Four US daycare workers charged with spiking children’s food with melatonin

<span>Left to right: Sally Dreckmann, Traci Innie, Kaitlin Filardo and Jessica Foster.</span><span>Composite: The Guardian/Manchester Police Department</span>
Left to right: Sally Dreckmann, Traci Innie, Kaitlin Filardo and Jessica Foster.Composite: The Guardian/Manchester Police Department

Four New Hampshire daycare employees allegedly spiked children’s food with the sleep supplement melatonin and were arrested on Thursday.

The arrests stem from a November 2023 investigation at a daycare in Manchester, New Hampshire, about 30 minutes outside the state capital of Concord.

Authorities were called to investigate a report of “unsafe practices going on” at the day care in question, ABC News reported, citing a press release from the Manchester police department.

After a six-month investigation, police discovered that children had been furtively dosed with melatonin. Officers arrested the daycare owner, 52-year-old Sally Dreckmann, along with three of her employees: Traci Innie, 51; Kaitlin Filardo and Jessica Foster, who are both 23.

“The children’s food was being sprinkled with melatonin without their parent’s knowledge or consent,” police said they had determined after the investigation.

Dreckmann and her three colleagues each face 10 charges of endangering children, the New York Daily News reported.

It was unclear on Friday how many children at the daycare had been receiving melatonin or for how long.

Melatonin is a sleep aid supplement that is sold over the counter. But the long-term impacts of melatonin on children are not widely known.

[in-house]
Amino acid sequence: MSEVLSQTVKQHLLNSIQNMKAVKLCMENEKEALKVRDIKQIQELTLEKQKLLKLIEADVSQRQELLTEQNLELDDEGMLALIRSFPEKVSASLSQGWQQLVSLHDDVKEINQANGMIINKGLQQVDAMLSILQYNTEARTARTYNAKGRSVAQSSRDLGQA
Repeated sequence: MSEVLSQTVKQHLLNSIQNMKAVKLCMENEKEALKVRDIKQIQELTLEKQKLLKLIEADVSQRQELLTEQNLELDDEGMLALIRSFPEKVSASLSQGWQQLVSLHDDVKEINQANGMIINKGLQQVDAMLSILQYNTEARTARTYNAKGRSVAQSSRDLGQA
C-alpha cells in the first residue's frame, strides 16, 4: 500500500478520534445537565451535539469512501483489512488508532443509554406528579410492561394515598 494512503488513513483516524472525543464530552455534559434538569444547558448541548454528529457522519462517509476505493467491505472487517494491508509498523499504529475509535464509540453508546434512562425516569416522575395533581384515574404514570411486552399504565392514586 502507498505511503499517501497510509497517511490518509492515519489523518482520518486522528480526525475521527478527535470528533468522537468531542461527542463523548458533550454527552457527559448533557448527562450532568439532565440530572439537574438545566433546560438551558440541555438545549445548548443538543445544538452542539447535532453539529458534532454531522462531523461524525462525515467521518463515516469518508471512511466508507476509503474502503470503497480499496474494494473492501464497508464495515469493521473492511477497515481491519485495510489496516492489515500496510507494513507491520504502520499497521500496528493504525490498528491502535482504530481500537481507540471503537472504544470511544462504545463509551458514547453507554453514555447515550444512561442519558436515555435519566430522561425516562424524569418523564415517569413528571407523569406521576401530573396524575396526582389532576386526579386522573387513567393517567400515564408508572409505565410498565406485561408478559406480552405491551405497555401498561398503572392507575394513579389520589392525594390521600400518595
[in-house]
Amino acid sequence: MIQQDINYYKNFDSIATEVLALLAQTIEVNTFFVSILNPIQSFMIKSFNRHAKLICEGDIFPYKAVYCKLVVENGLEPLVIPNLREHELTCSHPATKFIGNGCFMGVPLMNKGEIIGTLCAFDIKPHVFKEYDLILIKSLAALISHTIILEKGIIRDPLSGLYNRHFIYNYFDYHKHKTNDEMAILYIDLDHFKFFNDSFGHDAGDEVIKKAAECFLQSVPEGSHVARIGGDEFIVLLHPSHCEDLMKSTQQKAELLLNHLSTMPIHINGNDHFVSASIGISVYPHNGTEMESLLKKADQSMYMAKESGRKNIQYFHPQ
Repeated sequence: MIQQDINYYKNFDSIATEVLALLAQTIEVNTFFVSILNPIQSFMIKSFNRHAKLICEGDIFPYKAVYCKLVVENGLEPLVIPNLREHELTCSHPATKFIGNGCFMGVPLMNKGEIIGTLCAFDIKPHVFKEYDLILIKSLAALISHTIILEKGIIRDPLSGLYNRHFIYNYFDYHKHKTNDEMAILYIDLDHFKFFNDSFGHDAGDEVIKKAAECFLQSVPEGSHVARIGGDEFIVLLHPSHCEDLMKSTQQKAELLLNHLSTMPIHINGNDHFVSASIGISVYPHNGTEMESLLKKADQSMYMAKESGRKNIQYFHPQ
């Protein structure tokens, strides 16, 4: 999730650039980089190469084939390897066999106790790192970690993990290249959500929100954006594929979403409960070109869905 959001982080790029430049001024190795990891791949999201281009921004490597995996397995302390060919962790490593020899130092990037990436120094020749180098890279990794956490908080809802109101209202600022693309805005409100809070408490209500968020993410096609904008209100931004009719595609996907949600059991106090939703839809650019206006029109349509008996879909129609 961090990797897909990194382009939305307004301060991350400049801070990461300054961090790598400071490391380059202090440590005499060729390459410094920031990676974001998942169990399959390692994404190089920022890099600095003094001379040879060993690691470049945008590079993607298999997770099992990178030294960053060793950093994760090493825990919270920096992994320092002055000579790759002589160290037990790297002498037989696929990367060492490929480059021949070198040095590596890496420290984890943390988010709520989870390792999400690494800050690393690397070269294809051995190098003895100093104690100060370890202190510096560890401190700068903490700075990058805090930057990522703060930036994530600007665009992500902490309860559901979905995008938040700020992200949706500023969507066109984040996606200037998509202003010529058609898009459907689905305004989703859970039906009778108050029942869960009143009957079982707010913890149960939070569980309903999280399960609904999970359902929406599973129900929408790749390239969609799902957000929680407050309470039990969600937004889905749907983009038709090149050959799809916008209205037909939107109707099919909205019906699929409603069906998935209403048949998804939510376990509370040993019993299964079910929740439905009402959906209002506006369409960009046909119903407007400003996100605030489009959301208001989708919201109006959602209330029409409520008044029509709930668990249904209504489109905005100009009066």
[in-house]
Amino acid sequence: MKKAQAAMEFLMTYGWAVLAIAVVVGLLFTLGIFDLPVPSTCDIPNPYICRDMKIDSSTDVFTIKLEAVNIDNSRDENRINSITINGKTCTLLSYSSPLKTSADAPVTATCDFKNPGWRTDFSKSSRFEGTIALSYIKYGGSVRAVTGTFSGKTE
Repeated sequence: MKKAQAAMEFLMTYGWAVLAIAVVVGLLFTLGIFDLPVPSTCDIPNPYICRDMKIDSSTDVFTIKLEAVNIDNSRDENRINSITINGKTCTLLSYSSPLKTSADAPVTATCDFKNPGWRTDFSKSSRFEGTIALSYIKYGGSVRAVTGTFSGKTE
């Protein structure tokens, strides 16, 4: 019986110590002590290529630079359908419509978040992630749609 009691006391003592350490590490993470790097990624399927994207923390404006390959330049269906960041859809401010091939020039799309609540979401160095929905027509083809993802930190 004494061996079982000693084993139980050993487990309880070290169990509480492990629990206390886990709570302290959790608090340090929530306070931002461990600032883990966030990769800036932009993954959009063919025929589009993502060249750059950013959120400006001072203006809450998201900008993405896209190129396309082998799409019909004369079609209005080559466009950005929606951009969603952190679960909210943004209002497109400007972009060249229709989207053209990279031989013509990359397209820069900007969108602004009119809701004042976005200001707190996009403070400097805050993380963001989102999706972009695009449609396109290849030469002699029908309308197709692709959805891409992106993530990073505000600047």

Furthermore, there have been several reports of children being overdosed with melatonin in recent years. About 7% of emergency department visits between 2012 and 2021 were for children who had accidentally ingested melatonin, the federal Centers for Disease Control and Prevention (CDC) has reported.

The American Academy of Sleep Medicine issued a health warning for melatonin use around kids and adolescents, warning against the lack of US Food and Drug Administration oversight for the sleep aid.

Police also discovered that Dreckmann’s daycare was not licensed, WBZ News reported. It is legal to operate an unlicensed daycare facility in New Hampshire as long as no more than three children at a time are watched there.

Local neighbors told WBZ that they were unaware that a daycare had been operating in their community.

“I’m a grandparent so I know,” Gary Boucher said. “That’s outrageous – it really is.

“If it was my child, I’d be extremely upset.”

Boucher also said that he hoped authorities would go beyond the arrests at the daycare and shut down the facility.